Gastro Intestinal Stromal Tumour (GIST)

What is GIST?

It is an uncommon mesenchymal tumour of GIT, arising from interstitial cells of Cajal. They express CD34, Actin and recently recognized as almost uniformly c-kit (CD117) +
Histologic subtypes include spindle, epitheloid and mixed. Until recently, there were no appropriate diagnostic tests. CD 117 is now used as a diagnostic tool.

Discuss the pathogenesis of GIST?

  • C-Kit or KIT proto-oncogene-àc-kit receptor (memb TK)
  • CD117 molecule is part of C-kit receptor.
  • Normally, this receptor is activated by stem cell factor
  • In GIST- c-kit receptor is permanently switched on– unregulated cell proliferation

Discuss the epidemiology of GIST?

  • 0.1-3% of all GI cancers
  • Incidence 1-2/100,000 based on historical data (difficult to interpret due to changing diagnostic criteria in the past)
  • Estimates now of 200-2000 new cases/year in England and Wales with updated diagnostic criteria.

Discuss the clinical presentation of GIST?

  • Abdominal pain, GI bleed, mass, Obstruction.
  • Site of primary tumour- Stomach (50%), Small bowel (25%), Colon (10%), Oesophagus (5%), Extraintestinal (7%)
  • Primary tumour only (46%), metastatic disease (47%)
  • Frequently metastases to liver, rarely to regional lymph nodes and virtually never to lungs.

Discuss the diagnosis of GIST?

  • Endoscopy- subepithelial mass
  • CT scan- Solid mass that enhances brightly with IV contrast
  • EUS- most accurate
  • EUS FNA/ biopsy- used selectively

Discuss the clinical Behaviour of GIST?

  • All GISTs are potentially malignant
  • Any symptomatic GIST is potentially aggressive
  • No uniform prognostic guidelines. Poor prognosis is associated with-
    • Increasing tumour size
    • GIST with high mitotic rate
    • Metastatic disease at presentation

Discuss the management of GIST?

  • Surgical resection is the treatment of choice. 67% of primary tumours are resectable. However 50% recur in 5 years (most often: intraabdominal, liver)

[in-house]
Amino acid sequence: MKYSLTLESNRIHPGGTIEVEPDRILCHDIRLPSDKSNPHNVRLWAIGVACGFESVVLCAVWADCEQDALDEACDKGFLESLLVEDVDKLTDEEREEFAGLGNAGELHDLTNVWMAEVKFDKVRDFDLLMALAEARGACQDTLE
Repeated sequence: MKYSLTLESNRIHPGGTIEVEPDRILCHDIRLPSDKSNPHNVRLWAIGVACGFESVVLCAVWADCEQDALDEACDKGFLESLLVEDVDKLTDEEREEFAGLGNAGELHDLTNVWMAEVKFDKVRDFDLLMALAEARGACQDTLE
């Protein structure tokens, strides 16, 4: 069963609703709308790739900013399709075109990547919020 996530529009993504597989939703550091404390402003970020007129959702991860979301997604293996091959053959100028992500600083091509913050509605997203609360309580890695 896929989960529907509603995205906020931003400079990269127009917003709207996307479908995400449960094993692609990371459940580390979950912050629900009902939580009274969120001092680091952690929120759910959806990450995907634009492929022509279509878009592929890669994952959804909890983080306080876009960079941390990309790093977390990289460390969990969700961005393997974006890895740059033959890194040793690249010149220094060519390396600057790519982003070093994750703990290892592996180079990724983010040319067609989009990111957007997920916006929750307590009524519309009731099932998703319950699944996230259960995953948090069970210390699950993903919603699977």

• Recurrent disease treated as metastatic disease i.e. no role of further surgery
  • Continued surveillance may be needed after surgery
  • Advanced or metastatic disease- NICE recommends;
    • Imatinib (Gleevac) – 400mg/day first line treatment in CD117+unresectable or metastatic disease. Rapid dramatic response
    • Assess responders every 12 weeks. Continue therapy until tumour ceases to respond.
    • Side effects- nausea and vomiting, fluid retention, cramps, fatigue, GI or intraabdominal bleed- 5%
    • 2 year survival nearly 80%. 2year progression free survival 50%

Discuss stomach GIST?

  • Most common in Fundus
  • Small lesions <1cm with EUS benign- F/U repeat OGD &EUS at 6m and 12m
  • Surgery- if tumour becomes symptomatic, shows structural changes or enlarges >1cm.

Discuss pre Imatinib outcomes for GIST?

  • All GIST
    • 5year survival 28-43%
    • Median survival 19 months
  • Single primary tumour completely resected
    • 5year survival 50-65%
    • Median survival 66months
  • Metastatic disease or recurrent disease
    • Median survival 9-12 months
  • Chemotherapy- not effective

Discuss the mutated Tyrosine kinases in GIST: PDGFRa (platelet derived growth factor receptor)?

  • Subset of GIST tumour without kit mutations (KIT-WT)
  • PDGFRa was constitutively phosphorylated in KIT-WT GIST
  • Approximately 30% of KIT-WT GIST had PDGFRa mutation

Is an identified KIT mutation requisite to treat GIST with Imatinib?
Studies have correlated response to Imatinib to the presence of kit mutation, however not absolute

What about the minority of GIST tumours that do not have kit or PDGFRa mutation? Should they be offered Imatinib?

Imatinib may have an indirect mode of action by boosting NK cell activation in pts with GIST (ass with prolonged progression free survival)

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